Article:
4. Winner Take All - It Would Require a Trip To SC and the Grand - Myrtle Beach:
  5. "I can not comment when there is an on going investigation...." And there you have it- Muller will be investigating for a long, long time.
  6. Man you must be way left to say such a thing.....
  7. bigwave

    Is the US nuts??

    I truly hope he turns out to be like Barney Fife.... a good guy that gets his man in the end with Andy's (Trump) help of course.
  8. bigwave

    Positive or Negative?

    Trump lays the SMACKDOWN on Germany at NATO Breakfast Try to watch the whole thing if you can… but the Fireworks start around 2:35
  9. Cody Wilson, the founder of Defense Distributed, plans to create the world’s largest repository of digital gun files. MICHELLE GROSKOPF The law caught up. Less than a week later, Wilson received a letter from the US State Department demanding that he take down his printable-gun blueprints or face prosecution for violating federal export controls. Under an obscure set of US regulations known as the International Trade in Arms Regulations (ITAR), Wilson was accused of exporting weapons without a license, just as if he'd shipped his plastic gun to Mexico rather than put a digital version of it on the internet. He took offline, but his lawyer warned him that he still potentially faced millions of dollars in fines and years in prison simply for having made the file available to overseas downloaders for a few days. "I thought my life was over," Wilson says. Instead, Wilson has spent the last years on an unlikely project for an anarchist: Not simply defying or skirting the law but taking it to court and changing it. In doing so, he has now not only defeated a legal threat to his own highly controversial gunsmithing project. He may have also unlocked a new era of digital DIY gunmaking that further undermines gun control across the United States and the world—another step toward Wilson's imagined future where anyone can make a deadly weapon at home with no government oversight. Two months ago, the Department of Justice quietly offered Wilson a settlement to end a lawsuit he and a group of co-plaintiffs have pursued since 2015 against the United States government. Wilson and his team of lawyers focused their legal argument on a free speech claim: They pointed out that by forbidding Wilson from posting his 3-D-printable data, the State Department was not only violating his right to bear arms but his right to freely share information. By blurring the line between a gun and a digital file, Wilson had also successfully blurred the lines between the Second Amendment and the First. "If code is speech, the constitutional contradictions are evident," Wilson explained to WIRED when he first launched the lawsuit in 2015. "So what if this code is a gun?” The Department of Justice's surprising settlement, confirmed in court documents earlier this month, essentially surrenders to that argument. It promises to change the export control rules surrounding any firearm below .50 caliber—with a few exceptions like fully automatic weapons and rare gun designs that use caseless ammunition—and move their regulation to the Commerce Department, which won't try to police technical data about the guns posted on the public internet. In the meantime, it gives Wilson a unique license to publish data about those weapons anywhere he chooses. "I consider it a truly grand thing," Wilson says. "It will be an irrevocable part of political life that guns are downloadable, and we helped to do that." Now Wilson is making up for lost time. Later this month, he and the nonprofit he founded, Defense Distributed, are relaunching their website as a repository of firearm blueprints they've been privately creating and collecting, from the original one-shot 3-D-printable pistol he fired in 2013 to AR-15 frames and more exotic DIY semi-automatic weapons. The relaunched site will be open to user contributions, too; Wilson hopes it will soon serve as a searchable, user-generated database of practically any firearm imaginable. 1/5A few of the digital models will host, from the first 3-D printable gun known as the Liberator to every tiny component of an AR-15.Olman Hernandez All of that will be available to anyone anywhere in the world with an uncensored internet connection, to download, alter, remix, and fabricate into lethal weapons with tools like 3-D printers and computer-controlled milling machines. “We’re doing the encyclopedic work of collecting this data and putting it into the commons,” Wilson says. “What’s about to happen is a Cambrian explosion of the digital content related to firearms.” He intends that database, and the inexorable evolution of homemade weapons it helps make possible, to serve as a kind of bulwark against all future gun control, demonstrating its futility by making access to weapons as ubiquitous as the internet. Of course, that mission seemed more relevant when Wilson first began dreaming it up, before a political party with no will to rein in America’s gun death epidemic held control of Congress, the White House, and likely soon the Supreme Court. But Wilson still sees Defcad as an answer to the resurgent gun control movement that has emerged in the wake of the Parkland, Florida, high school shooting that left 17 students dead in February. The potential for his new site, if it functions as Wilson hopes, would also go well beyond even the average Trump supporter’s taste in gun rights. The culture of homemade, unregulated guns it fosters could make firearms available to even those people who practically every American agrees shouldn’t possess them: felons, minors, and the mentally ill. The result could be more cases like that of John Zawahiri, an emotionally disturbed 25-year-old who went on a shooting spree in Santa Monica, California, with a homemade AR-15 in 2015, killing five people, or Kevin Neal, a Northern California man who killed five people with AR-15-style rifles—some of which were homemade—last November. "This should alarm everyone," says Po Murray, chairwoman of Newtown Action Alliance, a Connecticut-focused gun control group created in the wake of the mass shooting at Sandy Hook Elementary School in 2013. "We’re passing laws in Connecticut and other states to make sure these weapons of war aren’t getting into the hands of dangerous people. They’re working in the opposite direction." When reporters and critics have repeatedly pointed out those potential consequences of Wilson's work over the last five years, he has argued that he’s not seeking to arm criminals or the insane or to cause the deaths of innocents. But nor is he moved enough by those possibilities to give up what he hopes could be, in a new era of digital fabrication, the winning move in the battle over access to guns. With his new legal victory and the Pandora's box of DIY weapons it opens, Wilson says he's finally fulfilling that mission. “All this Parkland stuff, the students, all these dreams of ‘common sense gun reforms'? No. The internet will serve guns, the gun is downloadable.” Wilson says now. “No amount of petitions or die-ins or anything else can change that." DEFENSE DISTRIBUTED OPERATES out of an unadorned building in a north Austin industrial park, behind two black-mirrored doors marked only with the circled letters "DD" scrawled by someone's finger in the dust. In the machine shop inside, amid piles of aluminum shavings, a linebacker-sized, friendly engineer named Jeff Winkleman is walking me through the painstaking process of turning a gun into a collection of numbers. Winkleman has placed the lower receiver of an AR-15, the component that serves as the core frame of the rifle, on a granite table that's been calibrated to be perfectly flat to one ten-thousandth of an inch. Then he places a Mitutoyo height gauge—a thin metal probe that slides up and down on a tall metal stand and measures vertical distances—next to it, poking one edge of the frame with its probe to get a baseline reading of its position. "This is where we get down to the nitty gritty," Winkleman says. "Or, as we call it, the gnat's ass." Winkleman then slowly rotates the guage's rotary handle to move its probe down to the edge of a tiny hole on the side of the gun's frame. After a couple careful taps, the tool's display reads 0.4775 inches. He has just measured a single line—one of the countless dimensions that define the shape of any of the dozens of component of an AR-15—with four decimal places of accuracy. Winkleman's job at Defense Distributed now is to repeat that process again and again, integrating that number, along with every measurement of every nook, cranny, surface, hole, lip, and ridge of a rifle, into a CAD model he's assembling on a computer behind him, and then to repeat that obsessively comprehensive model-building for as many guns as possible. That a digital fabrication company has opted for this absurdly manual process might seem counterintuitive. But Winkleman insists that the analog measurements, while infinitely slower than modern tools like laser scanners, produce a far more accurate model—a kind of gold master for any future replications or alterations of that weapon. "We're trying to set a precedent here," Winkelman says. "When we say something is true, you absolutely know it's true." One room over, Wilson shows me the most impressive new toy in the group's digitization toolkit, one that arrived just three days earlier: A room-sized analog artifact known as an optical comparator. The device, which he bought used for $32,000, resembles a kind of massive cartoon X-ray scanner. Wilson places the body of an AR-9 rifle on a pedestal on the right side of the machine. Two mercury lamps project neon green beams of light onto the frame from either side. A lens behind it bends that light within the machine and then projects it onto a 30-inch screen at up to 100X magnification. From that screen's mercury glow, the operator can map out points to calculate the gun's geometry with microscopic fidelity. Wilson flips through higher magnification lenses, then focuses on a series of tiny ridges of the frame until the remnants of their machining look like the brush strokes of Chinese calligraphy. "Zoom in, zoom in, enhance" Wilson jokes.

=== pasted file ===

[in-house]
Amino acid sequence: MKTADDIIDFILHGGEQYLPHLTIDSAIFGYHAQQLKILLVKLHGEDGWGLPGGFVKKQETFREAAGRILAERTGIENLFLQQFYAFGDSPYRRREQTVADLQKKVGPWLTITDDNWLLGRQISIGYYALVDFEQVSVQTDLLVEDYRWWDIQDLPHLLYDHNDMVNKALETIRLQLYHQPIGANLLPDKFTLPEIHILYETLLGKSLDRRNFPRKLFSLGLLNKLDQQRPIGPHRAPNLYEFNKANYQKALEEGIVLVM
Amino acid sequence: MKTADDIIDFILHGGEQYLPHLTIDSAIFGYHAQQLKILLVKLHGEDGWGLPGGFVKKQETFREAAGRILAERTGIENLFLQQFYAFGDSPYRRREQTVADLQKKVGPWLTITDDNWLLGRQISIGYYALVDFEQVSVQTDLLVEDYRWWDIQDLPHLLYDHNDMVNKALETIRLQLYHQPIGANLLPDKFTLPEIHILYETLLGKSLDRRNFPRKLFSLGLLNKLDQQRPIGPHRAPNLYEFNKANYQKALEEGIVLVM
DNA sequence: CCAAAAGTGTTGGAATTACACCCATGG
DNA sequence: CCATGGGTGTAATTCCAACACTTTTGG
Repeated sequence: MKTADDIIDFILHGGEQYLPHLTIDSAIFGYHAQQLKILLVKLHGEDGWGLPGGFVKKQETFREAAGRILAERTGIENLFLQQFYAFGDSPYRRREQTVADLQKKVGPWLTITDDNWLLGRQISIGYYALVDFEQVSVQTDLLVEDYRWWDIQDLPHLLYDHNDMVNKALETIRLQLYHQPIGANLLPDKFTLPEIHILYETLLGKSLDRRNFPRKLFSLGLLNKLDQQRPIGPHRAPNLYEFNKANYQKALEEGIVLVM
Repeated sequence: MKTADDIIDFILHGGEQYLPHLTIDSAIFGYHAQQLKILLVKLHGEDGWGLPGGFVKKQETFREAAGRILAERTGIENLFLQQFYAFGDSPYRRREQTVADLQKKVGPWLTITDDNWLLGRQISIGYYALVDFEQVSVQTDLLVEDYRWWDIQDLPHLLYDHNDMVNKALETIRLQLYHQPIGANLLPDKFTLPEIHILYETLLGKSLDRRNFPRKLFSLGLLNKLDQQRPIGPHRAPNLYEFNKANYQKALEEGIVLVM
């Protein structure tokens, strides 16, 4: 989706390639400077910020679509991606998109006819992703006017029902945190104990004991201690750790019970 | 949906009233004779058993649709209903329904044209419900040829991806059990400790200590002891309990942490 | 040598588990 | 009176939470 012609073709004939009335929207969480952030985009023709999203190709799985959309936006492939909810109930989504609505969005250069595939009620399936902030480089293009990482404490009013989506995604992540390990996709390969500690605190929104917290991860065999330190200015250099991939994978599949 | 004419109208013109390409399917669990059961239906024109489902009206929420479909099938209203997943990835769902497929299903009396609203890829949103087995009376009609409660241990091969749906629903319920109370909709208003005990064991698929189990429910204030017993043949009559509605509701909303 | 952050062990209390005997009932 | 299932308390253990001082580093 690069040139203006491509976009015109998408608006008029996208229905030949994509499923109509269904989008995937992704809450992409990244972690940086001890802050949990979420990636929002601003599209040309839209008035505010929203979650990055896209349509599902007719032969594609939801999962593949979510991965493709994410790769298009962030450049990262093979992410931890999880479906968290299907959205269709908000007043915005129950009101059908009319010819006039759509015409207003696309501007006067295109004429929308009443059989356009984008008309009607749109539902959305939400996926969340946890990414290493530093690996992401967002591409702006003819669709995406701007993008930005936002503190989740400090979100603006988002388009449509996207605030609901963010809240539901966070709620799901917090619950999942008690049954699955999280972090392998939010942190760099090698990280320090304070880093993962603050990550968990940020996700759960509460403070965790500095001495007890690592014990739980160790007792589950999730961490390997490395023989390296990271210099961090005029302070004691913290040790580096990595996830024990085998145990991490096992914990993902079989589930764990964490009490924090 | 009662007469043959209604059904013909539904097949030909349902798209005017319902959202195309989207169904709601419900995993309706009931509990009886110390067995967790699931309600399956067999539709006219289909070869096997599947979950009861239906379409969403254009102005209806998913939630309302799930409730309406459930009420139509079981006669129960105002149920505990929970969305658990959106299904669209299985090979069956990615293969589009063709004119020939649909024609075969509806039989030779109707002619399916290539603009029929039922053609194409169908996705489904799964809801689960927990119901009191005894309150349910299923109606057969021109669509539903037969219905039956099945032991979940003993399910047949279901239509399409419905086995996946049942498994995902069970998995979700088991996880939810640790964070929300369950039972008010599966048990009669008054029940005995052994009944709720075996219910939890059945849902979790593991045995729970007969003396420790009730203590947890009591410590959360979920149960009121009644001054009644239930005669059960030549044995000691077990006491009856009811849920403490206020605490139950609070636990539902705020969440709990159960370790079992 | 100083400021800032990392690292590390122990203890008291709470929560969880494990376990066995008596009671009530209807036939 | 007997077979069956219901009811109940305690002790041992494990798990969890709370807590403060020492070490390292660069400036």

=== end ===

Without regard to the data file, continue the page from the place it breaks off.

10. Cody Wilson makes digital files that let anyone 3-D print untraceable guns. The government tried to stop him. He sued—and won. AUTHOR: ANDY GREENBERGBY ANDY GREENBERG FIVE YEARS AGO, 25-year-old radical libertarian Cody Wilson stood on a remote central Texas gun range and pulled the trigger on the world’s first fully 3-D-printed gun. When, to his relief, his plastic invention fired a .380-caliber bullet into a berm of dirt without jamming or exploding in his hands, he drove back to Austin and uploaded the blueprints for the pistol to his website, He'd launched the site months earlier along with an anarchist video manifesto, declaring that gun control would never be the same in an era when anyone can download and print their own firearm with a few clicks. In the days after that first test-firing, his gun was downloaded more than 100,000 times. Wilson made the decision to go all in on the project, dropping out of law school at the University of Texas, as if to confirm his belief that technology supersedes law.